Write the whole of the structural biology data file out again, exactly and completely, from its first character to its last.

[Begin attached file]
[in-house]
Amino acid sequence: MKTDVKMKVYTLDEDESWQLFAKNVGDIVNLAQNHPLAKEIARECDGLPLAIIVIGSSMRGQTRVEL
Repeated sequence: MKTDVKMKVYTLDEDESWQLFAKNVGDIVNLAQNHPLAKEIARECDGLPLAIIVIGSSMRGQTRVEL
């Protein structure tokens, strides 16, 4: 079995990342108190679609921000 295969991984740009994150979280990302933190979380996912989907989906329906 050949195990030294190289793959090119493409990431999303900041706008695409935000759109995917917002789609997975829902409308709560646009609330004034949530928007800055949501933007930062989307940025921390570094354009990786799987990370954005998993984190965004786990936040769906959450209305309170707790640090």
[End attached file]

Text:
[in-house]
Amino acid sequence: MKTDVKMKVYTLDEDESWQLFAKNVGDIVNLAQNHPLAKEIARECDGLPLAIIVIGSSMRGQTRVEL
Repeated sequence: MKTDVKMKVYTLDEDESWQLFAKNVGDIVNLAQNHPLAKEIARECDGLPLAIIVIGSSMRGQTRVEL
């Protein structure tokens, strides 16, 4: 079995990342108190679609921000 295969991984740009994150979280990302933190979380996912989907989906329906 050949195990030294190289793959090119493409990431999303900041706008695409935000759109995917917002789609997975829902409308709560646009609330004034949530928007800055949501933007930062989307940025921390570094354009990786799987990370954005998993984190965004786990936040769906959450209305309170707790640090």